An Architect of the air: Talke’s England: Reginald Mitchell – Designer of the best fighter aircraft of WW2: ‘The Supermarine Spitfire.’
The Supermarine Spitfire is one of the best loved and widely recognised British aircraft of all time. It was designed by Reginald J Mitchell, who also designed the Supermarine S-series racing seaplanes which secured the Schneider Trophy after competition wins in 1927, 1929 and 1931.
Talke’ s: Reginald Mitchell’s: The Spitfire. WW2’s England’s and Great Britain’s best ever built and flown fighter aircraft of the war!!!!
The prototype Spitfire, K5054, first flew on 5 March 1936 powered by a Rolls-Royce Merlin, the last of Sir Henry Royce’s engine concepts before his death. Delivery of the first production Mk1 Spitfires into RAF squadron service took place from July 1938. The Spitfire and the Hawker Hurricane with their Merlin engines achieved lasting fame during the Battle of Britain in 1940.
By the time production ceased, more than 22,000 Spitfires and Seafires (naval versions of the Spitfire) were built. Merlin engine developments brought the aircraft better performance, but the last marks of Spitfire used the larger, more powerful Griffon engine. A total of 48 variants were made during the development and production of the aircraft over 10 years. They served in every combat theatre, operating as fighters, fighter-bombers, and reconnaissance aircraft as well as the Seafires which operated from aircraft carriers. It was the only allied fighter to remain in full production and front-line RAF service both prior to and after World War Two. The Spitfire also served in 28 other air forces across the world.
England, Talke’s Reginald Mitchell’s best fighter-aircraft of World War Two: ‘The Supermarine Spitfire’
North Staffordshire Potteries Workingmen’s Clubs
North Staffordshire Potteries: Kidsgrove Workingmen’s Club
Bill Cawley: “Peter Kay is not far out when portrays the strange acts at the Phoenix. I recall vividly the Pakistani stand up comedian who told racist jokes against himself, the asthmatic country and western act from Cleverley who stopped for breath half way through his act.” I’ll be with you in a moment “, or the overloud ear-ringing rock bands. Sometimes there were special events like a boxing tournament at the Suburban where one competitor eschewing the basic defensive stance advanced with arms flaying like a windmill to be quickly demolished by punishing jabs that opened his nose up in a crimson torrent. For the turns themselves there was recognition that there efforts were taken with proper regard. As local act Gerry Stephens writing of the time reportedSaturday was the highlight of the week and people would make an effort to look their best. The Committee officers ran them with a grip of iron and membership were as tightly controlled as any freemasons. Instant silence followed the command ” Give order please” and quiet was demanded- and got- when Bingo started. Bingo was a ritual with its language and actions especially when certain numbers were called out ” Ted’s den- Number Ten, Two fat ladies 88, Leg’s eleven” followed by wolf whistles and the clinking of glasses as pens were banging against them. Sometimes a frustrated gamester would call out to the elderly lady caller ” Shake them up, Elsie” if his numbers were not coming up.Then there were the turns.“You’d arrive outside the Club, grab your gear, and go in. The room would be completely empty. Then people start coming in; the room is packed, and it’s your job to entertain them for the night. You’ve only got your guitar, your voice and your patter, to get them going, gets them laughing.It was quite a thing to be an artist in the 70s, there was a lot of respect shown; the audience wasn’t allowed to come in or go out during a bracket”.But the knell- as it was for the working class- was already tolling for the clubs.”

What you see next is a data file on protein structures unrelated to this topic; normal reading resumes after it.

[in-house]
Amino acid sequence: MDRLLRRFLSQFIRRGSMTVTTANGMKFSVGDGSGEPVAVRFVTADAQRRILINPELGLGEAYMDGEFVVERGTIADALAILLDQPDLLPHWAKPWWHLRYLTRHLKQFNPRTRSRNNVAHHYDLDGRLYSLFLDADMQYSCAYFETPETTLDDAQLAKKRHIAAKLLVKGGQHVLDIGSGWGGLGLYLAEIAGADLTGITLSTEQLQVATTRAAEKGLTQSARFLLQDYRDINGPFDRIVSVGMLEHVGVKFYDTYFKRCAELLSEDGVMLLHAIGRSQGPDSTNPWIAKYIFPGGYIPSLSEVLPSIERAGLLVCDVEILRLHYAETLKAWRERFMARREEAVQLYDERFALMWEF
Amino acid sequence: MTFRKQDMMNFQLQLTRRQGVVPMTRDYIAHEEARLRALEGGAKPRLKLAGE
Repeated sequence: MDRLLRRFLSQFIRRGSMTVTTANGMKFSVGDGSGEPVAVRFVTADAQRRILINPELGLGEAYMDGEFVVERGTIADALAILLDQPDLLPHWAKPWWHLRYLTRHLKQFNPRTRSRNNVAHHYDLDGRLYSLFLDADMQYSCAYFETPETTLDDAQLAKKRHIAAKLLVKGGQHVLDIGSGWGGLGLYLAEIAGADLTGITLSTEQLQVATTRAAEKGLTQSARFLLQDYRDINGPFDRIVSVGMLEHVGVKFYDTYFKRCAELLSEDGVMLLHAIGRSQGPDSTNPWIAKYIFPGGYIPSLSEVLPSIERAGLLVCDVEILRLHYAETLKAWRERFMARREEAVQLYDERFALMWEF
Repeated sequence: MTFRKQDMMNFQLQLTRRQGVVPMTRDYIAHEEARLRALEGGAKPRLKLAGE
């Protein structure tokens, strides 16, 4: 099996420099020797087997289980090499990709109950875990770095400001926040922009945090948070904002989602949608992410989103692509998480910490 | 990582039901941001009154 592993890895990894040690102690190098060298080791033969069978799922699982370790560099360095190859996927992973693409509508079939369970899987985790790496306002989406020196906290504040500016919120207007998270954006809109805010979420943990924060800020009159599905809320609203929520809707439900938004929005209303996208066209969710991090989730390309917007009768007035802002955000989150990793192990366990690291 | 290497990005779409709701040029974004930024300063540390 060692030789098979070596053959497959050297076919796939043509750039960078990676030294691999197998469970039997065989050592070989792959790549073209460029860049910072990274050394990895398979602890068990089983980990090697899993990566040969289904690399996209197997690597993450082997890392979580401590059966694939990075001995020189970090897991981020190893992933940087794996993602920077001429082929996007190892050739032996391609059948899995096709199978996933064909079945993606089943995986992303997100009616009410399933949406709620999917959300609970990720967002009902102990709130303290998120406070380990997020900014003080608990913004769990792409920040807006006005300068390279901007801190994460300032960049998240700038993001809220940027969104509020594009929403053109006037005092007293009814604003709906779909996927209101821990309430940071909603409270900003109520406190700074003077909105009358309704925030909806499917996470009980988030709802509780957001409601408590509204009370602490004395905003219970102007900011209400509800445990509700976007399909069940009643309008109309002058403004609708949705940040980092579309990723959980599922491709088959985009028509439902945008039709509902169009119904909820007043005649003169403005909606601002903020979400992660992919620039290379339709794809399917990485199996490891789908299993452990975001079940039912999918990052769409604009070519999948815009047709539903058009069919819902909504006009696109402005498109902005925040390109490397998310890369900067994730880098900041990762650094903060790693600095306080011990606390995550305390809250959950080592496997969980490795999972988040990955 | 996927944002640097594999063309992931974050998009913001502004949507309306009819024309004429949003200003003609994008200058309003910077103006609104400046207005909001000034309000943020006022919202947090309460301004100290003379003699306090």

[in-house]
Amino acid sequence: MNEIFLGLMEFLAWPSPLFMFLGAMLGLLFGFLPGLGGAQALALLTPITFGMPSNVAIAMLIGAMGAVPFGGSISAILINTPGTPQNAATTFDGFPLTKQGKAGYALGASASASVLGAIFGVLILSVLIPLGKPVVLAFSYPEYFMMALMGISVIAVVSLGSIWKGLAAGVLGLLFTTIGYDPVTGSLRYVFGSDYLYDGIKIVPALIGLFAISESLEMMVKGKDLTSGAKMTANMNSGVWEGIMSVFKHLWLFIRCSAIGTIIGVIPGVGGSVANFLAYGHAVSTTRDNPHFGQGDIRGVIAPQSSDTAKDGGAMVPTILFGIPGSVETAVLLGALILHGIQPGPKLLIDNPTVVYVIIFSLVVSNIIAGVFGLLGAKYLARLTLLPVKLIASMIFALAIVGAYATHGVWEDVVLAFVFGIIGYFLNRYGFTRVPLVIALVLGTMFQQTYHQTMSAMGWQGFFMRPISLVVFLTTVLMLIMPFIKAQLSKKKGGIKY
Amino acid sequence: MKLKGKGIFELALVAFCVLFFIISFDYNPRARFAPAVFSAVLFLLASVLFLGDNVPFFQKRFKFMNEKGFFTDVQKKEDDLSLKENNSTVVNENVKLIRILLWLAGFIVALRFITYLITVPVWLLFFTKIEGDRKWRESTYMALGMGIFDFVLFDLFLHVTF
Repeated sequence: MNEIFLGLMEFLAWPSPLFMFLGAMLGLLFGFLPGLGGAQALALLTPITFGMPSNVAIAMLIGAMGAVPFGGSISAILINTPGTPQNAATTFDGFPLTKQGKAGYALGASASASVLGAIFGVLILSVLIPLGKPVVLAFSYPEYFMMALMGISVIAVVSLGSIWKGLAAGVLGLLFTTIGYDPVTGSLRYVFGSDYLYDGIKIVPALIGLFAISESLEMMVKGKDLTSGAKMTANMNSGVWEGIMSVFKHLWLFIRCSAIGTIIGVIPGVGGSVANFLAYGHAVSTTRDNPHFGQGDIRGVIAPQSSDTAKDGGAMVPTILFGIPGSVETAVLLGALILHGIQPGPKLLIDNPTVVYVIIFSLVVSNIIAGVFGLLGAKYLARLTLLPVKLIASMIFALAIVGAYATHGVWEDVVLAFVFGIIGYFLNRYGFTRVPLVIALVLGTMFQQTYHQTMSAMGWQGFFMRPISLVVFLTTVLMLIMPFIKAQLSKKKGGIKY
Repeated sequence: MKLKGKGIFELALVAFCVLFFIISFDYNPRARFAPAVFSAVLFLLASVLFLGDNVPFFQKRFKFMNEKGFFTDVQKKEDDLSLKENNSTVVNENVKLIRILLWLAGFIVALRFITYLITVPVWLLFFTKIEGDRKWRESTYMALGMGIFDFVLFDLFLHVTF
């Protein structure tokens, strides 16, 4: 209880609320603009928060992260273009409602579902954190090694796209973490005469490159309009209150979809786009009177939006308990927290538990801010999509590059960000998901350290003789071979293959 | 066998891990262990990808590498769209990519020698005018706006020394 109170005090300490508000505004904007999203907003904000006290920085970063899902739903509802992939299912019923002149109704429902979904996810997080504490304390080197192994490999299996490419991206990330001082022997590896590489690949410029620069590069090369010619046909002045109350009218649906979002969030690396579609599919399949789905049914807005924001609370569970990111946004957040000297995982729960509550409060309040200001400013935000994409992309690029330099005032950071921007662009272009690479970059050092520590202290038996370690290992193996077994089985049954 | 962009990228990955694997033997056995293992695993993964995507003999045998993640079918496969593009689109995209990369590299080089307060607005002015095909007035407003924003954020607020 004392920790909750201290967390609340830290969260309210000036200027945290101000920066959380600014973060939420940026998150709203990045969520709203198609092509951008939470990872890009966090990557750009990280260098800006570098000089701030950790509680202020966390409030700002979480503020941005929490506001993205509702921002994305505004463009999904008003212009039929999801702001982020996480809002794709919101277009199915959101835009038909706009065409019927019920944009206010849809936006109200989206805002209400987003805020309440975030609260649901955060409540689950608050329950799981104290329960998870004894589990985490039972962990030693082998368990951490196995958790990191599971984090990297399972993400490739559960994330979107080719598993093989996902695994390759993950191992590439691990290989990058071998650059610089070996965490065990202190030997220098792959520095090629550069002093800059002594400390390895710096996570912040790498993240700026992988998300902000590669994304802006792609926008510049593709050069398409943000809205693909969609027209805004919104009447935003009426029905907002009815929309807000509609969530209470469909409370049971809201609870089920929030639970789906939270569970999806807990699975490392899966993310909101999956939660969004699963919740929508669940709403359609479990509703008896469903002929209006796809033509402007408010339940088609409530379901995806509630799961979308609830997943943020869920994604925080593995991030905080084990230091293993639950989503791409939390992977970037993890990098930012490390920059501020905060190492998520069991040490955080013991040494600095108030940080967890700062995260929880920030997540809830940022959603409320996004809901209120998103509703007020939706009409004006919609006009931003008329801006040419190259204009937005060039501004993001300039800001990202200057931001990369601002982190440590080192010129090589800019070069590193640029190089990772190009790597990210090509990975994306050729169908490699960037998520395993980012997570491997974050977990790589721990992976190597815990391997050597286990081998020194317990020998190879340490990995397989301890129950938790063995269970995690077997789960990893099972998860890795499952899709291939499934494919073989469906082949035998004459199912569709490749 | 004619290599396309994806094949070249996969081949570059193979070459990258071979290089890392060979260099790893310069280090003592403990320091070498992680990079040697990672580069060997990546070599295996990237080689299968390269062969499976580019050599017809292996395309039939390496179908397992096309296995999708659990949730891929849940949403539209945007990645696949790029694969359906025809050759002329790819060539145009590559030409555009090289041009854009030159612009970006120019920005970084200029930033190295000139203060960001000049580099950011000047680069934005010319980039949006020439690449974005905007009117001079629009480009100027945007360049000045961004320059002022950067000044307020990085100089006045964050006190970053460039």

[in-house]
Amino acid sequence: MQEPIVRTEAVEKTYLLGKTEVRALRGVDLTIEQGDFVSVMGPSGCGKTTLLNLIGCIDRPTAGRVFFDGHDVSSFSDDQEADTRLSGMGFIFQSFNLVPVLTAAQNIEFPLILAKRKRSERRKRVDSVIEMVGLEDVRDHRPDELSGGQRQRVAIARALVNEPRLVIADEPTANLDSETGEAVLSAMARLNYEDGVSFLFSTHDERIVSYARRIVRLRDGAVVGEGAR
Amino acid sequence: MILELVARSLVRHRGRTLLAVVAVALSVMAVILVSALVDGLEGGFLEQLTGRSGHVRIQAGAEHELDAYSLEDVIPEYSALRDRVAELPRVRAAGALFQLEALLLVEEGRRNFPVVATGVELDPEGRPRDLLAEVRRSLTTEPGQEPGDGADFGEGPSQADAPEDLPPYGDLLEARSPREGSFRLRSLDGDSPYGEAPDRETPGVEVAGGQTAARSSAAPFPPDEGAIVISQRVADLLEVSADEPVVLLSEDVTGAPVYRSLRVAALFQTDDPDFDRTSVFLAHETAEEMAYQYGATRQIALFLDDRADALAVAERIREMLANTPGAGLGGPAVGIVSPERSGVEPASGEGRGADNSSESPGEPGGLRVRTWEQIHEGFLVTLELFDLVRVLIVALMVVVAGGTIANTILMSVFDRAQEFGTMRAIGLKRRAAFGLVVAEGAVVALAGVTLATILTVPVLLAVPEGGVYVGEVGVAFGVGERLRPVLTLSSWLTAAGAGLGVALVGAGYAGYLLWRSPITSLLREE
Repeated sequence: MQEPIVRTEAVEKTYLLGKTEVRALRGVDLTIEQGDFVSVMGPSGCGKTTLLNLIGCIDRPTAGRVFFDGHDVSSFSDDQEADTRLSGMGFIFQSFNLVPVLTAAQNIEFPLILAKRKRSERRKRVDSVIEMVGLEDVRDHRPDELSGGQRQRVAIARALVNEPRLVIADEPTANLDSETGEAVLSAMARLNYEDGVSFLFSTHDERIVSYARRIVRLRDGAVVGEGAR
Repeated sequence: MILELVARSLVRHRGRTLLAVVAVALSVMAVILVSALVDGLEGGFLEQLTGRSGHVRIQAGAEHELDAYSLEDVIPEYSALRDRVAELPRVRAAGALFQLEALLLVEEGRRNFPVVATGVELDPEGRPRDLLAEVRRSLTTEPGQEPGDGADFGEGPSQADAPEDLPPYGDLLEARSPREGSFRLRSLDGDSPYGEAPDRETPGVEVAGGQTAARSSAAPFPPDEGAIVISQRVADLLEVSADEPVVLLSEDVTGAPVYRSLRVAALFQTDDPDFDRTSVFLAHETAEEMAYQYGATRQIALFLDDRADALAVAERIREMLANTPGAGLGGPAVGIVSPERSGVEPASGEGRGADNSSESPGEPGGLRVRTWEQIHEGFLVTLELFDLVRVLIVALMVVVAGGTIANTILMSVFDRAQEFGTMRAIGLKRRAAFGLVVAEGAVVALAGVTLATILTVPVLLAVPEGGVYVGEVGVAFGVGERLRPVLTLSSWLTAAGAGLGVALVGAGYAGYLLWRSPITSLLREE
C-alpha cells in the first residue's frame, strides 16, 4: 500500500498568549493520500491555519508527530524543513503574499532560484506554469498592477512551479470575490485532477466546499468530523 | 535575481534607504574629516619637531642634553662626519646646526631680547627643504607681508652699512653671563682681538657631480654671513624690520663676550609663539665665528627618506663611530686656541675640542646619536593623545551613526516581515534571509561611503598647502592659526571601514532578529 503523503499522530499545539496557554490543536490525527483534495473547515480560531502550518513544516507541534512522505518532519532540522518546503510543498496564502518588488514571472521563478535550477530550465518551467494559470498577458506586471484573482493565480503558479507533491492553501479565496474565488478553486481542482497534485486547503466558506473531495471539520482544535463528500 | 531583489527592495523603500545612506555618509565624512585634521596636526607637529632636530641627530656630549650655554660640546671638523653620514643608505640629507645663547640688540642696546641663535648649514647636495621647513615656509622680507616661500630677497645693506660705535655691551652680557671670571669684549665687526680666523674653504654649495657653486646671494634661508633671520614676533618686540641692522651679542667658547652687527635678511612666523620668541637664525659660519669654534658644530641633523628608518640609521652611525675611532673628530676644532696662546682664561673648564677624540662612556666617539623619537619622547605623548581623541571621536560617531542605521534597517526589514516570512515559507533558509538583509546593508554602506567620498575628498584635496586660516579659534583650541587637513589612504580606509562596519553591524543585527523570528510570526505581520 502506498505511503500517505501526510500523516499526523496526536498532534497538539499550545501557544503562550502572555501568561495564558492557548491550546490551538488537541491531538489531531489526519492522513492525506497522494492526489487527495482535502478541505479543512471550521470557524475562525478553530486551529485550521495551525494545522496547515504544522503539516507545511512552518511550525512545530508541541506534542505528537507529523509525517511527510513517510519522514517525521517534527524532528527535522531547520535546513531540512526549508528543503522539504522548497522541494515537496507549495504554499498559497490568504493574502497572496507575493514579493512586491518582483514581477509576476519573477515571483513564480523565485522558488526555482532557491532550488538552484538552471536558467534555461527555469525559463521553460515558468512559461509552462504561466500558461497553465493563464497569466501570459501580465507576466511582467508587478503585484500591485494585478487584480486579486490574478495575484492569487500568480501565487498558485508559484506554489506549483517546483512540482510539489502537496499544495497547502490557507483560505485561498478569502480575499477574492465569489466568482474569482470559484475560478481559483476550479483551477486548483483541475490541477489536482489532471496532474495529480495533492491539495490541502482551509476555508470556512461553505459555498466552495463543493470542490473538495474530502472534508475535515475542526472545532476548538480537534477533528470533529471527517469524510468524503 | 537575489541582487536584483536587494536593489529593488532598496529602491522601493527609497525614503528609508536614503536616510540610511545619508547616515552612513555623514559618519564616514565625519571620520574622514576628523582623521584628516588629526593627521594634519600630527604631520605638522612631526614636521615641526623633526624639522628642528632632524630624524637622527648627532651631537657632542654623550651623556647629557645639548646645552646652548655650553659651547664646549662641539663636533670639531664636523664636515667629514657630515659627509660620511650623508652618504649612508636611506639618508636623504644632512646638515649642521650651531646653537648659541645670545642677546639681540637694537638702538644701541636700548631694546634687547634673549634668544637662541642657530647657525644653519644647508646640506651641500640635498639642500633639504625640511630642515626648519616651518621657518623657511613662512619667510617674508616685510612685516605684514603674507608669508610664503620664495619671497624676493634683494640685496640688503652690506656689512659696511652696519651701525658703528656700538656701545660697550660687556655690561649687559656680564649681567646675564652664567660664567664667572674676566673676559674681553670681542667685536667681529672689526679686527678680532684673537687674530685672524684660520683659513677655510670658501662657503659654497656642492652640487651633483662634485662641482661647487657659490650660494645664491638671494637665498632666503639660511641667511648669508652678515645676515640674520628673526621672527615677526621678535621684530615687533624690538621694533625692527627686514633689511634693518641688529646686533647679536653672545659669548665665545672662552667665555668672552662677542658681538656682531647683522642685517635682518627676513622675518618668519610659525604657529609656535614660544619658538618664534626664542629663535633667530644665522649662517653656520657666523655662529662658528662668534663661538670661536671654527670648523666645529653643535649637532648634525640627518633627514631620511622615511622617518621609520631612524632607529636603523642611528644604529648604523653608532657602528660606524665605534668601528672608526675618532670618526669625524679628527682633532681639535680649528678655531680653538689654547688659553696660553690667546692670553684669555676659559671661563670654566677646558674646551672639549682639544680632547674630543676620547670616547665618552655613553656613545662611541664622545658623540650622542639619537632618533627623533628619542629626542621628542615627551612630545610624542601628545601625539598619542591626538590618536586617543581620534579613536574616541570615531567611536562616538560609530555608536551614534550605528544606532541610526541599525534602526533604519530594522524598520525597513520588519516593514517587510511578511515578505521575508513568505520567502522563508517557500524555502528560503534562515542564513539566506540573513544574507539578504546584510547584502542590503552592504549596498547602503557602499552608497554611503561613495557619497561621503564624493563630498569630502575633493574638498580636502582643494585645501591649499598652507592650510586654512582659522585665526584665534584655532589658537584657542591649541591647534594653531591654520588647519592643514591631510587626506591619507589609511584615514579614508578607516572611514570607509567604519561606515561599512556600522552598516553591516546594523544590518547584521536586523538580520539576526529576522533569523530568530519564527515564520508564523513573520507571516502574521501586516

Bill Cawley: “I was born in Stoke in 1955 and lived and worked in the City. I was a City Councillor from 82-7 and a County Councillor from 97-05. I’m a member of the Green party My heroes are Thomas Paine, HL Mencken, Tom Joad and Ernest Everard..,”
Talke’s, Newcastle-under-Lyme, North Staffordshire: Talke Social Club mid-1980’s & early ’90’s: